Brixton Recipes: Brazilian Cheese Bread

pao de queijo


More authentically known as pão de queijo in Brazil, these wheat and gluten free breads use cassava flour to create their delicious chewy texture. I made a batch and ate the first few warm from the oven in the sun with a cold beer to hand, but with Brixton weather being less predictable than that of Brazil, the rest were eaten with a bowl of soup.

Cassava flour (also known as manioc or tapioca flour) is easy to find in Brixton. Either the Nour Cash and Carry or any African grocer will stock it. The only issue is getting a small enough bag since most places favour bulk in Brixton. Luckily the breads are so easy they only take 30 minutes from start to finish and you could whip them up any time to use up a big bag.

I used parmesan to make mine but if you’re veggie, use Sainsbury’s Basics hard cheese which doesn’t have animal rennet. I also used some nutritional yeast to add a rich cheesy flavour to complement the salty cheese. Double it to subsitute the cheese and go lactose free. I got mine in Brixton Wholefoods under the Marigold Engevita brand.

Pão de Queijo (makes approx 20)

  • 250ml milk (dairy free ones work fine)
  • 60ml vegetable oil
  • generous pinch sea salt
  • 200g cassava or tapioca flour
  • 2 eggs, beaten
  • 100g finely grated parmesan
  • 1 tablespoon nutritional yeast

Preheat the oven to 175℃ and line two baking trays with greaseproof paper.

Pour the milk into a large saucepan and add the vegetable oil and sea salt and heat until the milk is just starting to bubble round the edges.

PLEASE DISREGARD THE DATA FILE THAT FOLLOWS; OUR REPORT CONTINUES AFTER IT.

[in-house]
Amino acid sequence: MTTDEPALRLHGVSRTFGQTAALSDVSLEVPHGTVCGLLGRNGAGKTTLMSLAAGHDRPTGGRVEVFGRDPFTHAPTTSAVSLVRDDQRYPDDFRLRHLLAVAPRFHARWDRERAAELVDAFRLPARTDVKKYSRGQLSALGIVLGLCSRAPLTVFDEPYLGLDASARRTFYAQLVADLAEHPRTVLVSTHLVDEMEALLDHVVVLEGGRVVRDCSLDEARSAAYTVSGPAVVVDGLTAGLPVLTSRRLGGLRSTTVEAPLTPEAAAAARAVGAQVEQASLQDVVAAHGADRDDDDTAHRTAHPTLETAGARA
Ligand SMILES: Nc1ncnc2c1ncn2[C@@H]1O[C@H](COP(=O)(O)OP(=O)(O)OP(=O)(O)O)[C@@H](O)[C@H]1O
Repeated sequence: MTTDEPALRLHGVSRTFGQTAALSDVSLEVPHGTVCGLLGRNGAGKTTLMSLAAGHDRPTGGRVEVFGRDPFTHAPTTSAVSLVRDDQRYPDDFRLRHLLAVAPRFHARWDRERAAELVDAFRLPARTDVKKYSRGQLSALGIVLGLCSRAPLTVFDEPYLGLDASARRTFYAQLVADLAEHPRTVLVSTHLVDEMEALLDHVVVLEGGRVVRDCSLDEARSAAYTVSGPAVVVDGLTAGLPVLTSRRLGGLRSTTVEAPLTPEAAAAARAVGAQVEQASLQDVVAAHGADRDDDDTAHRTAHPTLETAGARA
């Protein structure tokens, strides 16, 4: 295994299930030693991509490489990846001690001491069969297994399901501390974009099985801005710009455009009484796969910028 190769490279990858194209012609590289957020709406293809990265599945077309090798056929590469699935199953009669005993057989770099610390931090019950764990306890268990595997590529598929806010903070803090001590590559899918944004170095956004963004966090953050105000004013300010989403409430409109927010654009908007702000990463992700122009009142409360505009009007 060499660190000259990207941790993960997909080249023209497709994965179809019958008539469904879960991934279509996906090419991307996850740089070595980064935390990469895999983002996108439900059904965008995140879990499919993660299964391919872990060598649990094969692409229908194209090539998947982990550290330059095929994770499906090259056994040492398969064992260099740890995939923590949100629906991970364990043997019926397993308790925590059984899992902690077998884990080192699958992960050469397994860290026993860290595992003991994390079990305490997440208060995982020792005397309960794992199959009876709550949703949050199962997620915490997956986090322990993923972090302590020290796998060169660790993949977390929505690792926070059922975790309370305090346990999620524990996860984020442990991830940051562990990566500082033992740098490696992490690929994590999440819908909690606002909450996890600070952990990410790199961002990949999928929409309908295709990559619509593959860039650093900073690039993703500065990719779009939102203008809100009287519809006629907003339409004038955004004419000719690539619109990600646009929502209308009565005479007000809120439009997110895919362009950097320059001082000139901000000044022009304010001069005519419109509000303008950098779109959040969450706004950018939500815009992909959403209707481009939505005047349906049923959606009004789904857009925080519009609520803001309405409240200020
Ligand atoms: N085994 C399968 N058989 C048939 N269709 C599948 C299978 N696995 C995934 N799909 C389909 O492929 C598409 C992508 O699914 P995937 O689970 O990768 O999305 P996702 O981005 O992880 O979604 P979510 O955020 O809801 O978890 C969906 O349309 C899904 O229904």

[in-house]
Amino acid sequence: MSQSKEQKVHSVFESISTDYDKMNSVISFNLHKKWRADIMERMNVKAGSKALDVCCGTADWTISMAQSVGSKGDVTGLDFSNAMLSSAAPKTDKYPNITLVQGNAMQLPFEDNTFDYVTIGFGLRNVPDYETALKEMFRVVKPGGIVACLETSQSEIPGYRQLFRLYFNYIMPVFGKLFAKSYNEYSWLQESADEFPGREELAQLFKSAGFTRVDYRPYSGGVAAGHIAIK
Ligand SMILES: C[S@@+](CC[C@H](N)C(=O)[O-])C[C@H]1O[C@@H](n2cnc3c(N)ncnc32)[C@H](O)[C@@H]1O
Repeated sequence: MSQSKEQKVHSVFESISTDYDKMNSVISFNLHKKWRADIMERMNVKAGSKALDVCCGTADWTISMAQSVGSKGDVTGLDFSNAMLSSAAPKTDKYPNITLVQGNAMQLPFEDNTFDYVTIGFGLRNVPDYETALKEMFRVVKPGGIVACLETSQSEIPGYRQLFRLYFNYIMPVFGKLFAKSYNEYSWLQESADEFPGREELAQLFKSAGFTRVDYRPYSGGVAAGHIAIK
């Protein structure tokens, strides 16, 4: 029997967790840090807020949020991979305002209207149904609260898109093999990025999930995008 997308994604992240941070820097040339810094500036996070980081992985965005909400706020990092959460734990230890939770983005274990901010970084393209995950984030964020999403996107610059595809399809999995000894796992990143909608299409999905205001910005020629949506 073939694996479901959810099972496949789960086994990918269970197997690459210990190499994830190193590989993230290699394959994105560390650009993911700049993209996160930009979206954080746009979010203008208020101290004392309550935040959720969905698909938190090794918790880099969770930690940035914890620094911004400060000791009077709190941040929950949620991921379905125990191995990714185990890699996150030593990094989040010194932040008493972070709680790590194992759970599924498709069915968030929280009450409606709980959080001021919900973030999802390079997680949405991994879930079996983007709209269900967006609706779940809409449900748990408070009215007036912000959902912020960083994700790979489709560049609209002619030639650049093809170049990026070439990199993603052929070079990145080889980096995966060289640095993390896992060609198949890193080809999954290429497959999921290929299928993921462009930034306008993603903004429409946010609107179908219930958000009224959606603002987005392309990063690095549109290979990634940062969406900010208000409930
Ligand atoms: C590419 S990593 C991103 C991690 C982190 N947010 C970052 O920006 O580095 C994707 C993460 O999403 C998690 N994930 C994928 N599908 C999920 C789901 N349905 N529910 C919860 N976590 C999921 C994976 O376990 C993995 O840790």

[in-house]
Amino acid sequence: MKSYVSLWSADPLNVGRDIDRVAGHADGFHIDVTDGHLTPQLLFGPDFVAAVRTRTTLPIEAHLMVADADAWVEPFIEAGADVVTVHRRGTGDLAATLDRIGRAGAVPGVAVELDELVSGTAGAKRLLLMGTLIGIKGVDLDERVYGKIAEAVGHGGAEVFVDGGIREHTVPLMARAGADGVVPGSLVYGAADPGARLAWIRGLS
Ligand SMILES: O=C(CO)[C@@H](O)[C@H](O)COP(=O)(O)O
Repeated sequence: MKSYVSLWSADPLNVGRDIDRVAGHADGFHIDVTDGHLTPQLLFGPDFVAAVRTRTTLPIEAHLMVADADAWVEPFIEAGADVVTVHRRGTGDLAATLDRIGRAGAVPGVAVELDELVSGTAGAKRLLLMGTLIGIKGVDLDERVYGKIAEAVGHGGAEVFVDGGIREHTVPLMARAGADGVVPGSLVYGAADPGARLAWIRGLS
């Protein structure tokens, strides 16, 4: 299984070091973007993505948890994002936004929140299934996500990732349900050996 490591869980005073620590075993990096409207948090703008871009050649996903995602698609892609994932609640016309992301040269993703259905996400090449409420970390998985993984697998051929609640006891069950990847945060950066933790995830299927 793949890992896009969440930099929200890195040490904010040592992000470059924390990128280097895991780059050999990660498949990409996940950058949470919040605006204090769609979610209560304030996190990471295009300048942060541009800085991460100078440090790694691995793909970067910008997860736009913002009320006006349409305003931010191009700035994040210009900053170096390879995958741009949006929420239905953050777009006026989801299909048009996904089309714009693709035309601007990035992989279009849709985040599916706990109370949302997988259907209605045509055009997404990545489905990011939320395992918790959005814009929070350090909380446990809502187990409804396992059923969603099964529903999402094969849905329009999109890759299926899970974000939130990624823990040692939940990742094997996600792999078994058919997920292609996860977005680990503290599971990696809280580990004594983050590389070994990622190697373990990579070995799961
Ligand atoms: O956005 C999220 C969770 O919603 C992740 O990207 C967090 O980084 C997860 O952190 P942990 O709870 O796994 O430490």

Take off the heat and add in the cassava flour, beating well with a wooden spoon until you can’t see any uncombined flour. This will be pretty hard work as the dough will look strangely grey and gelatinous. Don’t panic and just keep beating it. It will suddenly look crumbly and yellow and much more appetising.

Squeeze the dough together a little with your hands and then beat in the eggs half at a time. This is much easier with an electric hand whisk, but a bit of elbow grease with a wooden spoon will work fine. The dough will become glossy and springy. Add the parmesan and nutritional yeast and mix in well.

Use a dessertspoon dipped in warm water to scoop out a ball of the dough onto the lined baking tray. I made roughly 20 rough balls and went back when they’d cooled a bit to roll them in my hands to make them look nice and smooth (and photo ready). Bake the rolls for 20-25 minutes until golden brown on top.

They are best warm straight from the oven when the middle is still slightly soft and the texture is chewy. Excellent for breakfast, they do keep fresh for up to two days in a sealed container. I doubt you will have many left as they are so popular.